When a client is suffering from depression, Penny will approach the person, gently places a paw on their knee and lean in affectionately.
When someone seems especially anxious, she will back off and sit quietly while making friendly eye contact.
"She will sit directly in front of them and stare at them and not look away, and they tell their story," Coleman said.
Once in court, a perpetrator suddenly started to charge toward the witness and Penny body-blocked him by planting herself firmly as a barricade.
On less eventful days, the dog's mere presence ushers in a "calming influence" and "cuts through the acrimony and the contentiousness," Saveikis added.
"If someone comes in with a mean, sour look on their face," Saveikis continued, "we say, 'All right, we'll let the dog do their magic.'"
Grace Coleman, executive director of Crisis Center North, said she hopes more human services agencies and justice systems consider dedicating resources to canine advocacy programs. The center has the support of District Attorney Stephen A. Zappala and will soon expand into more courtrooms in Allegheny County.
Photo by Natasha Lindstrom
Science is catching up
Coleman got the idea after a young boy who was reluctant to go into a therapy session asked to pet a dog who happened to be visiting her office. She suggested he take the dog with him into the session — and the therapist reported they made more progress that day than they had in the previous six months.
"Dogs act as a social catalyst, so to speak, by getting people to feel more comfortable in talking and revealing things and feeling more secure," said Aubrey Fine, a psychologist and professor at California State Polytechnic University and author of "The Handbook on Animal Assisted Therapy."
Fine noted that growing bodies of research have found that canine companions do more than just make people feel good; they have real biological effects, such as by lowering a person's blood pressure and heart rate and decreasing levels of the stress-producing hormone cortisol.
"Science is sort of catching up to what intuitively people have thought all along — that animals are really healthy in our daily life," Fine said.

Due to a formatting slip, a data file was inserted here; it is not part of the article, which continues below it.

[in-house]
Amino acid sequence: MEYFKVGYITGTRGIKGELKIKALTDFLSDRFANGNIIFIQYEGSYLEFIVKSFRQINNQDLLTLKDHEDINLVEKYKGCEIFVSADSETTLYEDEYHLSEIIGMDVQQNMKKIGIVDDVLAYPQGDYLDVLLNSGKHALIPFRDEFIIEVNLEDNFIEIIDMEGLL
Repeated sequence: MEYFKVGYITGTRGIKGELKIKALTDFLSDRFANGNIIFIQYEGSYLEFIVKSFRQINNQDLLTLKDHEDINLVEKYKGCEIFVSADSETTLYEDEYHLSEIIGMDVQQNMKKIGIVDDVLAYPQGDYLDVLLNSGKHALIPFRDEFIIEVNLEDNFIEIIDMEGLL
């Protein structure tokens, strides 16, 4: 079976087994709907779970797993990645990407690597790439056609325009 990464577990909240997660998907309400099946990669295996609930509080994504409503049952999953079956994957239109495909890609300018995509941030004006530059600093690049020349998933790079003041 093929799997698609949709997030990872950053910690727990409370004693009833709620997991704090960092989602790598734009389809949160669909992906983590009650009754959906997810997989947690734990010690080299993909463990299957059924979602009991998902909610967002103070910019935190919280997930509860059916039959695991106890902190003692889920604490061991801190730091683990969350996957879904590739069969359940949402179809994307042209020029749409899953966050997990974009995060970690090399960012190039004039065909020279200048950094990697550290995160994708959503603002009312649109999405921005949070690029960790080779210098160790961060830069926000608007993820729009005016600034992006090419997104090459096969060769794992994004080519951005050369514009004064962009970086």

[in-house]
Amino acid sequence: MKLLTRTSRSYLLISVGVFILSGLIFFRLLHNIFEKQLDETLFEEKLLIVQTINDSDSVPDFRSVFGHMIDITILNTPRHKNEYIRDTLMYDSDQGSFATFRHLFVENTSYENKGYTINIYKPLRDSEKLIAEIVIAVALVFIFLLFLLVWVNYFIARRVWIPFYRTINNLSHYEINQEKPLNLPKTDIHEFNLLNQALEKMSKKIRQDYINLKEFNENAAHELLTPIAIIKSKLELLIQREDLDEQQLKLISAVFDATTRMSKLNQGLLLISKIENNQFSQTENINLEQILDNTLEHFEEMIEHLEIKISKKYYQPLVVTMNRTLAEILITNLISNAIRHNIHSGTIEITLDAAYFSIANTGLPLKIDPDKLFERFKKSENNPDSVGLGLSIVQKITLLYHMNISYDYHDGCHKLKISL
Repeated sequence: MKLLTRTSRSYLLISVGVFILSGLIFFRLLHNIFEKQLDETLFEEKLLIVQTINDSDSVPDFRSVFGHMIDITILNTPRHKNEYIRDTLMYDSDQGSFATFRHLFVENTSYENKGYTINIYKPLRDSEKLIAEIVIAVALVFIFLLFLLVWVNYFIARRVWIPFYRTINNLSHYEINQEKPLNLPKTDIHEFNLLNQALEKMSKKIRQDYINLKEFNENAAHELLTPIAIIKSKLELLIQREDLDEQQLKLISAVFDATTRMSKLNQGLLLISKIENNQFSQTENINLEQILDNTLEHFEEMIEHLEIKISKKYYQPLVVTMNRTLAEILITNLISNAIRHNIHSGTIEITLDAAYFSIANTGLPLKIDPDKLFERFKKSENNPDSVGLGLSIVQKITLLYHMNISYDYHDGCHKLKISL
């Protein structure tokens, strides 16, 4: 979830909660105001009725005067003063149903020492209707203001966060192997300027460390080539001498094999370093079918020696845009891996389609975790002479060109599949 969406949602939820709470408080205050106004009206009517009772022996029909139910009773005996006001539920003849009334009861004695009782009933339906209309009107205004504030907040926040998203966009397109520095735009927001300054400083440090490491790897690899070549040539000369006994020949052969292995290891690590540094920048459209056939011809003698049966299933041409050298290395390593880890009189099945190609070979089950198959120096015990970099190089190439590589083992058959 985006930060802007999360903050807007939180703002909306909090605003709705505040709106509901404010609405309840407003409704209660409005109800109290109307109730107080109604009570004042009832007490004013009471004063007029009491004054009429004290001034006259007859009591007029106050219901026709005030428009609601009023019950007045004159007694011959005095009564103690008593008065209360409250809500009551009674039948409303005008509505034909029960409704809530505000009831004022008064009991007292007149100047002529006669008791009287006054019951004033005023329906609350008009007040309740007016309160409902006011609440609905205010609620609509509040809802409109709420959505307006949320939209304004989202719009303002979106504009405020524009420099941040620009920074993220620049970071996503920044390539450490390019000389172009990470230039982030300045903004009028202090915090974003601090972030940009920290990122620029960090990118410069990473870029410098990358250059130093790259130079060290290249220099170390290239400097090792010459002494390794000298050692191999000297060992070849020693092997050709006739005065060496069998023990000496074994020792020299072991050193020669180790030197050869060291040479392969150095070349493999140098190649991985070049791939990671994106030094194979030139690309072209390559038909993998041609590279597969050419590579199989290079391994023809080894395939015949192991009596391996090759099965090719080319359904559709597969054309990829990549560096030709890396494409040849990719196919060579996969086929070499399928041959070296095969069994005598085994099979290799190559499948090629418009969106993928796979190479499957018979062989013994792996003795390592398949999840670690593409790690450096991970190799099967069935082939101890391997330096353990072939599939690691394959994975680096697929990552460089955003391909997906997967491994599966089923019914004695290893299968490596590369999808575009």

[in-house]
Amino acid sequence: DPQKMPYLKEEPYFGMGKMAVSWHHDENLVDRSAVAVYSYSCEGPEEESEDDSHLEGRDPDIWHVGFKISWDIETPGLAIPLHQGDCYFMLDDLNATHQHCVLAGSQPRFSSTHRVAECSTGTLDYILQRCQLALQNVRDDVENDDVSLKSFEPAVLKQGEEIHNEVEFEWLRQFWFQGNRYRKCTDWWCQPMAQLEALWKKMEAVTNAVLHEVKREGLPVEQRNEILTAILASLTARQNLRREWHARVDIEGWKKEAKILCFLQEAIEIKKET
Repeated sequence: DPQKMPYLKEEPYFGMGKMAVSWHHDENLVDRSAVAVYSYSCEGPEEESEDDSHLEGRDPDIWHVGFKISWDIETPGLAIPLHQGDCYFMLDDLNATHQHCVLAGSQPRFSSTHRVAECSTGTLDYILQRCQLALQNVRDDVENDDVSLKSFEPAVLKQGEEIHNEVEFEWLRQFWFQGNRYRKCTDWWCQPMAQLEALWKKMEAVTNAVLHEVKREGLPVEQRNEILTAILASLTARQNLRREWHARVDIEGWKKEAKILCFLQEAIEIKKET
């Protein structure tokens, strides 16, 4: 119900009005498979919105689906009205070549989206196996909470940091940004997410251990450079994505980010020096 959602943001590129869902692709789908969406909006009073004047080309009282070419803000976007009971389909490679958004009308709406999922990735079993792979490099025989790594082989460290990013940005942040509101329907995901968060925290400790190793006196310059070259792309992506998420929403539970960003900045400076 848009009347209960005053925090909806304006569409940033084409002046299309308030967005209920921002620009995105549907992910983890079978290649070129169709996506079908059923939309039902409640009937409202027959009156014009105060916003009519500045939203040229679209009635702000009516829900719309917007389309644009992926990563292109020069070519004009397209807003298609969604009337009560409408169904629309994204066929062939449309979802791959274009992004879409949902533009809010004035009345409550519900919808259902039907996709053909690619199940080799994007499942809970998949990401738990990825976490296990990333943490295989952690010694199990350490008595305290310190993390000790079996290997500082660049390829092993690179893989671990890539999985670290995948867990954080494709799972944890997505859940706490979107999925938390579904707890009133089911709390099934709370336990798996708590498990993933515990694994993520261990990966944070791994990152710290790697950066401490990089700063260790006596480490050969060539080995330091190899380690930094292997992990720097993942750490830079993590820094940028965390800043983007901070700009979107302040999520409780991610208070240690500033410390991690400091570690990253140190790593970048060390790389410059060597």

Since Penny is a working advocate, she has to be more adaptable and skilled at the art of calming humans than the average pet or even therapy dog.
That's why Crisis Center North hired dog trainer Cheri Herschell to coach Penny using a so-called "intuitive" training method. Unlike traditional obedience training, which relies mostly on taking commands, Herschell's intuitive method taps into a dog's innate abilities to recognize signs of distress in people, and lets a dog make some of its own decisions as to how it responds.
"What we've seen in terms of dogs establishing the human-animal bond has been magnificent," Coleman said.
Coleman said she's hopeful the concept will catch on in more human services agencies, since "it's a model that's very cost-effective for other victims services agencies to follow."
The catch: Getting started will require careful planning, ongoing fundraising and, hopefully, employees to train and handle the dog who are willing to devote to sticking around at least a few years.
The DA has pitched in $10,000 to help offset costs as Crisis Center North expands, and the nonprofit has raised $1,130 of a $5,000 goal on GoFundMe to support Penny's new partner and canine advocate-in-training, Ari.
The center adopted Ari, an 11-month-old Australian shepherd and Lab retriever mix, from Action for Animals near Latrobe. Zappala doesn't foresee justice officials having qualms about allowing more dogs in court — so long as they're trained as well as Penny.
The DA said of his judges, "Pretty much they're all animal lovers."
Natasha Lindstrom is a Tribune-Review staff writer. Reach her at 412-380-8514, email@example.com or via Twitter @NewsNatasha.